KUALA LUMPUR, May 12 — More than Prime Minister Datuk Seri Najib Razak, his Australian counterpart Julia Gillard has been roasted by her countrymen and media over the recent deal to swap illegal immigrants in both countries whom nobody seems to want.
Australian politicians have savaged their political foe since the agreement went public last Saturday, with the Liberal party’s opposition leader Tony Abbott describing Gillard’s latest solution to their country’s alien asylum woes — touted as the “Malaysian solution” — as “just another panicked, desperate thought bubble”.
The south Pacific country’s biggest-selling daily, The Australian, launched a broadside today at Gillard (picture) in a bid to force out the details of the yet-to-be-finalised agreement.
“The Gillard government, Kevin Rudd aside, is spectacularly bad at diplomacy and nowhere is this more evident than in the bewildering array of announced, semi-announced, half-forgotten and downright ditched fake solutions to the illegal immigrant boatpeople crisis,” its foreign editor Greg Sheridan wrote in his searing commentary on Australian national affairs.
“Apart from its ineffectiveness as policy, this is corrosive of Australian democracy,” he said in the piece titled “Bizarre Malaysian solution unlikely to work”.
The broadsheet said Gillard was now pushing Malaysia as the answer after wasting “vast and precious Australian diplomatic resources” on a previous deal to send the thousands of immigrants that arrive illegally by boat on its shores to Papua New Guinea’s Manus Island.
The deal, as the paper put it, is that Australia sends 800 boatpeople to Malaysia and takes in 4,000 Myanmar refugees from Malaysia.
It added that the whole process has been budgeted at A$300 million (RM900 million) and that Australia will foot all costs.
“We have a right to know how this process will work,” The Australian said.
The paper pointed out that Gillard’s solution had already been punched through with holes.
Sheridan noted in his article Malaysia’s high commissioner has said that Malaysia will decide which 800 go to Malaysia but Gillard had declared “That statement is completely untrue,” when asked to verify it.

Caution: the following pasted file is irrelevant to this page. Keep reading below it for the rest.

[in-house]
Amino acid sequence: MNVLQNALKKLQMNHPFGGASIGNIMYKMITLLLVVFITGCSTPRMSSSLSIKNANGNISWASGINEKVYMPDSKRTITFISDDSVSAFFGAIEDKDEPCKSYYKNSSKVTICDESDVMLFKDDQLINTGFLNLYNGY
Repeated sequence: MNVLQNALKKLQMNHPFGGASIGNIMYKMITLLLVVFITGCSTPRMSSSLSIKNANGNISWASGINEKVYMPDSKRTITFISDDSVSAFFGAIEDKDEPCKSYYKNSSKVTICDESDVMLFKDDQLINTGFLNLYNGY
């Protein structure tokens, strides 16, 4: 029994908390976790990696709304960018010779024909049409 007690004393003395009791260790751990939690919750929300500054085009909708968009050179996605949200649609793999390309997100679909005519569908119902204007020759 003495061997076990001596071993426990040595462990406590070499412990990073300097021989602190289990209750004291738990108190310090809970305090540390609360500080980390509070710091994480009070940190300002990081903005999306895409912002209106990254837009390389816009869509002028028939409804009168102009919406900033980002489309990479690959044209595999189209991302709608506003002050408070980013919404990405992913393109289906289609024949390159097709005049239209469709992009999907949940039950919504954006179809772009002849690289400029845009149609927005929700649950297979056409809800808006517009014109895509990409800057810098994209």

The paper then moved to pummel Gillard thin with accusations of bad diplomacy and ineffective policy-making that do not benefit the country.
“Gillard wants to be very careful here, lest her characteristic clumsiness in foreign affairs makes this deal a subject of political controversy within Malaysia and the Malaysian solution goes the way of the East Timor solution,” it warned.
The paper said Australia has a long and “dishonourable” record of insulting Malaysia by government officials with little knowledge about the Southeast Asian nation.
“Bagging Malaysia has a long and dishonourable history in Australia. It has been universally bagged for its record on refugees in recent days by commentators whose knowledge is pretty thin,” the paper said.
“Gillard and her hapless Immigration Minister Chris Bowen suggest the deal is a huge breakthrough in the way Malaysia deals with refugees, which I’m sure is not the way Malaysia sees it,” it said.
The paper said the country was lucky to have an asset in the Malaysian PM, and described Najib as “a competent, reforming and deeply pro-Australian Malaysian Prime Minister”.
However, Malaysia’s refugee deal with Australia has drawn harsh criticism from local leaders and pressure groups here, who claimed the agreement violates a United Nations charter on asylum seekers against being forcibly deported.
Local human rights group Lawyers for Liberty voiced fears that Australia’s bid to “outsource” its international obligation to protect refugees would subject the asylum seekers to mistreatment in Malaysia’s reputedly ill-kept refugee camps.
Citing government figures obtained from Malaysia’s Parliament, the group said that between 1999 and 2008, there were 2,571 deaths in Malaysian prisons, rehabilitation centres and immigration detention centres.